Funds of funds’ total expense ratios have been criticised following the publication of analysis by Lipper Fitzrovia, the well-respected research agency that has a habit of getting to the bottom of things. Lipper Fitzrovia announced that Fof Ters were, in fact, only 50 per cent more than single manager funds, not 100 per cent more (the famous double charging) that has been widely reported for many years.
Indeed, Lipper Fitzrovia went further and broke down average Ters by type of product. External (unfettered) Fofs charge 2.44 per cent on average, manager of managers charge 1.86 per cent and actively-managed single manager funds charge 1.63 per cent.
Cost was one of the reasons that multi-manager became so popular a few years back when it first took centre stage. But choosing on the basis of price is fraught with danger.
Taking the Investment Management Association’s global growth sector as a barometer of multi-manager performance, the average external Fof has outperformed the sector average by 8.64 per cent over three years to December 31, 2006 while the average Mom has underperformed the sector average by 6.1 per cent and therefore has underperformed the average external Fof by 14.74 per cent (source: Lipper Hindsight). These are after charges. You do indeed get what you pay for.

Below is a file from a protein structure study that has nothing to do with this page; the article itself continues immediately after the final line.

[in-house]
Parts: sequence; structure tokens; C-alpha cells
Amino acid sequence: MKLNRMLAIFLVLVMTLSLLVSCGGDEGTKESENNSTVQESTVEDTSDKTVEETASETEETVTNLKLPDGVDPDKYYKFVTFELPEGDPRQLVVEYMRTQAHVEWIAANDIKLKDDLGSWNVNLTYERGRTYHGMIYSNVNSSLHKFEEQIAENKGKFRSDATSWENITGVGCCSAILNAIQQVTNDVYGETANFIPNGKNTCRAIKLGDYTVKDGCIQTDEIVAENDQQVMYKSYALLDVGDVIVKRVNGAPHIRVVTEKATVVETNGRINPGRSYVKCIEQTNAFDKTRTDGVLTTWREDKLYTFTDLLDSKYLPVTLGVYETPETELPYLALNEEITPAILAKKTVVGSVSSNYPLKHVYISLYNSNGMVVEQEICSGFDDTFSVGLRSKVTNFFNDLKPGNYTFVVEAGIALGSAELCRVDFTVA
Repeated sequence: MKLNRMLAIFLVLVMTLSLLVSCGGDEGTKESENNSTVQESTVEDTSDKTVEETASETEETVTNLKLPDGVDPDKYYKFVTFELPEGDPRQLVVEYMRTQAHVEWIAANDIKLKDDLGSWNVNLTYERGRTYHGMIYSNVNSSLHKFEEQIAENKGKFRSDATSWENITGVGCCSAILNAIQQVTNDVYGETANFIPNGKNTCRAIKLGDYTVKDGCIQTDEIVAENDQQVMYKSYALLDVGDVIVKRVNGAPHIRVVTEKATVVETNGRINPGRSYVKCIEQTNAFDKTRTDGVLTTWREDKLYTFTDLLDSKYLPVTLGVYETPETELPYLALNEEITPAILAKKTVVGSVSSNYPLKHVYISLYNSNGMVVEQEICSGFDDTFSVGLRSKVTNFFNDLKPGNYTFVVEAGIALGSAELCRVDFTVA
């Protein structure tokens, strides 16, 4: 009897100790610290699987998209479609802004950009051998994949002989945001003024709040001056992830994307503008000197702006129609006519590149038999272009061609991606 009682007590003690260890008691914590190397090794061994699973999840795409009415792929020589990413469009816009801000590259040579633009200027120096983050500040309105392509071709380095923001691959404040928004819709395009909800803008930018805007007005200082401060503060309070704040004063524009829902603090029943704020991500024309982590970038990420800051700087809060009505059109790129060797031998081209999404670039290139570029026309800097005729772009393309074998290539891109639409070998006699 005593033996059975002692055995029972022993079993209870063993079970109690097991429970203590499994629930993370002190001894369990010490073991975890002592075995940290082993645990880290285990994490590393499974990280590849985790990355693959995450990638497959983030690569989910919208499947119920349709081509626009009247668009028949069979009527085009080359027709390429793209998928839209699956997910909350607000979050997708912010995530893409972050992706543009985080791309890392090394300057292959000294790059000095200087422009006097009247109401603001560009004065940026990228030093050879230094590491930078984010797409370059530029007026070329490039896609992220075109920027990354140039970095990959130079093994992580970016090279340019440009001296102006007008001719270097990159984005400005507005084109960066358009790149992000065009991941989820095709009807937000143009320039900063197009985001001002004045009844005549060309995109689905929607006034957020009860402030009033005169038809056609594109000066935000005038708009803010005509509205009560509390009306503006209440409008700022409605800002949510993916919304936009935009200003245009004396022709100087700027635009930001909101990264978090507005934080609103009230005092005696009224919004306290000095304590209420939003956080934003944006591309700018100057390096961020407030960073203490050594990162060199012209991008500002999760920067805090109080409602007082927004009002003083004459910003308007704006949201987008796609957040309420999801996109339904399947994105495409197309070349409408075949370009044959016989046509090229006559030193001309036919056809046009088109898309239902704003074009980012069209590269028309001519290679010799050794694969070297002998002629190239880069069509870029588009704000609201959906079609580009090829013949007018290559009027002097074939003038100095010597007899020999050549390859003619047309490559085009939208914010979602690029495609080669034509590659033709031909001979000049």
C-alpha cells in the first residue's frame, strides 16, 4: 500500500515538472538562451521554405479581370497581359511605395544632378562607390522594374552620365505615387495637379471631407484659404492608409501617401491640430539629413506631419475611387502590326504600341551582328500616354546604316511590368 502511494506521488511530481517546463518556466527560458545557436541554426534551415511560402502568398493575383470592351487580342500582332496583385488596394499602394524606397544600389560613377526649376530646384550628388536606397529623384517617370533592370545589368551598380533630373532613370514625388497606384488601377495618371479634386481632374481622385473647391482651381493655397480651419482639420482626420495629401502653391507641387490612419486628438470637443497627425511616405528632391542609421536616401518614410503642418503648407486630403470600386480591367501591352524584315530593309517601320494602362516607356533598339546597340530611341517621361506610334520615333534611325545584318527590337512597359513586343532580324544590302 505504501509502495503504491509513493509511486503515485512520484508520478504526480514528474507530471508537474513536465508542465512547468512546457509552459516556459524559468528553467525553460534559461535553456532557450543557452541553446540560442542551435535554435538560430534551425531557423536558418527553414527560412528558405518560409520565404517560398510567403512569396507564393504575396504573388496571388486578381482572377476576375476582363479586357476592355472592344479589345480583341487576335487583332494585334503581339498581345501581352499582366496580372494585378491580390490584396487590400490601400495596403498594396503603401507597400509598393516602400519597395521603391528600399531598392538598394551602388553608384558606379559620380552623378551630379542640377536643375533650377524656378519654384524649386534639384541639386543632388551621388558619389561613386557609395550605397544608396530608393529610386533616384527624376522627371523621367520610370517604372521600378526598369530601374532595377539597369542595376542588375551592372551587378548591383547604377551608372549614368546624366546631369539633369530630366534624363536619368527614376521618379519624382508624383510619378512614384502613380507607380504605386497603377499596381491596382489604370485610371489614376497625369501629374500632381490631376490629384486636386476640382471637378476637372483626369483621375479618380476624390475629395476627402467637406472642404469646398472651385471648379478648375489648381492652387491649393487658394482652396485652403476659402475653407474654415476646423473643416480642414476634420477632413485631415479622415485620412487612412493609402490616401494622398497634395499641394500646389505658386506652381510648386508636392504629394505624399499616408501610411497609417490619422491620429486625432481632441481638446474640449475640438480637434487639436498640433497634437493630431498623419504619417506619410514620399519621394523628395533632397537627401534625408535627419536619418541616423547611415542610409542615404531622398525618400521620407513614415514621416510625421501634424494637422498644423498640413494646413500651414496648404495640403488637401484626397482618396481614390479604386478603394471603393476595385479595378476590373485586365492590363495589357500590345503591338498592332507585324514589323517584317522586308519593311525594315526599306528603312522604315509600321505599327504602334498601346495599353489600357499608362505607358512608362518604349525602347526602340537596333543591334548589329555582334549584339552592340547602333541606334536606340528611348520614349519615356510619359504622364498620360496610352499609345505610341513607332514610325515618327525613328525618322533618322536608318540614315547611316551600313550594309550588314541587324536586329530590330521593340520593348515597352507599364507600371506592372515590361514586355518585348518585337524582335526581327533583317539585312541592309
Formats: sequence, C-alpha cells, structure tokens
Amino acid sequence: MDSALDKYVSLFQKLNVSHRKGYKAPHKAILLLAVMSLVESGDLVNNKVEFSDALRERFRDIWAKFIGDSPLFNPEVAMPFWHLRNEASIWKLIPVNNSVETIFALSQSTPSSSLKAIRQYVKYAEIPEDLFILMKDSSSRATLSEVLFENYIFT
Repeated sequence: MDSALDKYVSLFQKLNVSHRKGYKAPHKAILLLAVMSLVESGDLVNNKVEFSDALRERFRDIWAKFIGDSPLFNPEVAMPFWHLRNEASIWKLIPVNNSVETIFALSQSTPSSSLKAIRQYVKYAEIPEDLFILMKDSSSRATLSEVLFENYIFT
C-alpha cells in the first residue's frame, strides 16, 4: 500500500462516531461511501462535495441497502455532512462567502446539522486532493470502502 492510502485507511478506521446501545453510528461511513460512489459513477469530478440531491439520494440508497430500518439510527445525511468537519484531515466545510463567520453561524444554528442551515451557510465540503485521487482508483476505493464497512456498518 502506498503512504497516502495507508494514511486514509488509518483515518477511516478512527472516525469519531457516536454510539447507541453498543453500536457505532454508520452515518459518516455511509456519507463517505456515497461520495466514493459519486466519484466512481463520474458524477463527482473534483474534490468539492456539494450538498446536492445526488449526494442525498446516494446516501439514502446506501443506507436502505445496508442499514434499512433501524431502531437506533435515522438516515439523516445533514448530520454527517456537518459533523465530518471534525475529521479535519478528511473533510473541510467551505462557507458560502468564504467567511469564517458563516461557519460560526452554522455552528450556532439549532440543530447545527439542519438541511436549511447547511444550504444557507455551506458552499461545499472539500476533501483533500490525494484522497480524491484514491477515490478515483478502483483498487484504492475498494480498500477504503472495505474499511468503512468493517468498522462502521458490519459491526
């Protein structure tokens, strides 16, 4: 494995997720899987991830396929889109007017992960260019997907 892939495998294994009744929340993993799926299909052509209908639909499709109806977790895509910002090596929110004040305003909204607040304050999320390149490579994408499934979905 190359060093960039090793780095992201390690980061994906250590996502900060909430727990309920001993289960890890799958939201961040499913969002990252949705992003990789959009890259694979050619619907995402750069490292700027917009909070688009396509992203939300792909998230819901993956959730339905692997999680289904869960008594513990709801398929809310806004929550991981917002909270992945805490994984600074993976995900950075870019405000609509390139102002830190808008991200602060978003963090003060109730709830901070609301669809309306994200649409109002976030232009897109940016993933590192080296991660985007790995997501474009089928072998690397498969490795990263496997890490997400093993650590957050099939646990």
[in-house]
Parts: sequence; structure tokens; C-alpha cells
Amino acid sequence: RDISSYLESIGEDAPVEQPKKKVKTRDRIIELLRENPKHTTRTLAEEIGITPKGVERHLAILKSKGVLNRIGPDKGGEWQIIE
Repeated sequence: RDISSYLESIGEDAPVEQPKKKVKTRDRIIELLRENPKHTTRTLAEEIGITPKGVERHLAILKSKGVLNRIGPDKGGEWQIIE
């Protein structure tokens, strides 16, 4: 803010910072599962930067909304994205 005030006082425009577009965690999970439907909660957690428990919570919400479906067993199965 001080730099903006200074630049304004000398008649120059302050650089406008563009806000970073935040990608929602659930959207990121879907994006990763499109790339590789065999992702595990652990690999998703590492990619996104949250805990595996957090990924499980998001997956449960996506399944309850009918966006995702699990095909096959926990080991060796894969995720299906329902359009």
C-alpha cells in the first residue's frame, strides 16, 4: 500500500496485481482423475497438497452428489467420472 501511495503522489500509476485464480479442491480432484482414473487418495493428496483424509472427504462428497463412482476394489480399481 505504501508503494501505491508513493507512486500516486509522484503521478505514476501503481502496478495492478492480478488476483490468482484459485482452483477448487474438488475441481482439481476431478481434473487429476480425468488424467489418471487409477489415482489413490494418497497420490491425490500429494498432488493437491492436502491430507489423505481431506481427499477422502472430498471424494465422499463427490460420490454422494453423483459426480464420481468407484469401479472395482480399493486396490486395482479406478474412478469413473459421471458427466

I thought it would be useful to outline where all those charges go. Here are the major costs of our Fofs:
l The IFA is paid for managing the client relationship including monitoring their situation on an ongoing basis. The IFA’s share of our annual charge is 75 basis points a year in the form of trail commission.
l The underlying fund manager is also paid. There is no doubt that the skills of good managers are worthy of reward but groups that like to charge premium prices and deliver sub-standard performance are easily found out by the Fof manager. They are typically paid somewhere near 75bps for their work although a few do warrant higher levels for extra performance. Part of the skill of a Fof is in negotiating these charges down.
l Finally, we as the Fof manager are also paid. We provide ongoing monitoring of investments, fund selection, asset allocation and the tax benefits of the Fof structure. We retain 75bps a year for these services.
The performance statistics quoted earlier demonstrate that the partnership between IFAs, underlying fund groups and Fof groups is clearly working very well. All three parties provide benefits in the value chain that connects the investor with the stockmarket. All deserve to be rewarded equally.
Jason Britton is co-fund manager with T Bailey.